An Open Table where Love knows no borders

Living up to an inherited name

A sermon on John 17:6-19  by Nathan Nettleton

It can be tough living with a name you’ve inherited from someone else. Their reputation can follow you round in all sorts of inconvenient ways. There are plenty of people who grew up with famous parents who could tell you all about how disastrous it can be. 

It doesn’t have to be widespread fame either. If you go to a school where your older brother or sister was dux of the school or villain of the school a year or two before, it can be a hard task forging your own identity. You can ask Margie about it later – she was the younger sister of a star student. I had a friend who was Gary Ablett’s cousin, and he always chose to be known by his mother’s maiden name so as to avoid being known as an Ablett.

But there can be times when inheriting someone else’s name and reputation can be a bonus too. All sorts of doors will be opened or all sorts of indiscretions overlooked for the son or daughter of so and so. 

Sometimes for better and sometimes for worse, a well connected name counts in this world.

The reading we heard earlier from John’s gospel contained part of a prayer which Jesus prayed at the last supper, the night before he was executed. It is a prayer that is often described as Jesus’s high priestly prayer.

It is called his high priestly prayer for two reasons. If you heard my sermon at the Ascension service on Thursday night, then you will be interested to know that one of the reasons is that this prayer appears to be deliberately modelled on a prayer prayed by the high priest in the Day of Atonement liturgy from the ancient first temple.

The second reason is that in this prayer,  Jesus is fulfilling a central function of a priest, praying for the people. In this case, as we heard, he is particularly praying for those people who have chosen to follow him: that would be us. And one of the things we hear Jesus praying for in this prayer, is that we will inherit his name, that we will continue to be identified by others as being associated with him.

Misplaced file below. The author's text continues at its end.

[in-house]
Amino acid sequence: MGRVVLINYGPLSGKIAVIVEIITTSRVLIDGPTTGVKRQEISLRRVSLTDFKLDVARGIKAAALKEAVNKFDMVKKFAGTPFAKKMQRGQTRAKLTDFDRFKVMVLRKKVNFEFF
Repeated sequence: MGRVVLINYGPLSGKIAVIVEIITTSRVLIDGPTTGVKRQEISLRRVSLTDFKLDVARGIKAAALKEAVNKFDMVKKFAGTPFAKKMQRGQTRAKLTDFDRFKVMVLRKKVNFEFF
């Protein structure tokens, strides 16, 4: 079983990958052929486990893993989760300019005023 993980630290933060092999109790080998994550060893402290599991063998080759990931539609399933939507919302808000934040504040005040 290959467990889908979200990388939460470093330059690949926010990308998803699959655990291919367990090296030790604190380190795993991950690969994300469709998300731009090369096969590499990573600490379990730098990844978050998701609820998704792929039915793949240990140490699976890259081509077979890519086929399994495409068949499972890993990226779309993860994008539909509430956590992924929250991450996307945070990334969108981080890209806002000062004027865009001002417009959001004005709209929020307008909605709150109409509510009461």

We hear this coming through in several places. Jesus prayed that we might be protected in the same name that God had given him. In other words, that God might give us the same identity that he first gave to Jesus, and that this identity might help protect us – as though God had written his name on us so that any one who would attack us would know that they’ll have God to deal with if they do. 

Now that sounds like a wonderful promise if you focus on the aspect of God’s protection that it speaks of. But if you stop to think about the rest of what it means to go about in the world wearing the identity of someone who was executed as a political prisoner, it may seem a little more daunting. Perhaps the protection is needed because of the increased level of danger!

Indeed this was picked up later in the reading. Jesus again implies that we will be identified with him when he speaks of sending us into the world just as he himself was sent into the world. It makes sense that this prayer comes at this point in the story and that we hear it on this week of the year, because this Sunday begins the last week of the Paschal season. We’ve been celebrating the resurrection of Jesus and the time he spent back among his followers after rising from the dead, but this week marks the change over. Jesus is handing the mission and ministry over to us and withdrawing from the front line. He gives his last instructions, promises the gift of the Holy Spirit to equip us for the task, and then hands over the baton to the fledgling church.

So I want to reflect for a few minutes on something of what it means for us to inherit Jesus’s identity, and the mission that comes with it. We could easily spend a long time over this, but we won’t. But if you were to think about the various names and titles that have been used to describe Jesus and you then asked what it would mean to inherit that identity, you could write a book or three.

I want to focus briefly on three things, all of them things that are related to the description of Jesus as our high priest, because although it is not a description that appeared in this reading, it is, as I said, a description that is often used when describing it, and it is one which the Bible elsewhere clearly connects to us. All believers are called to share in the priesthood of Jesus.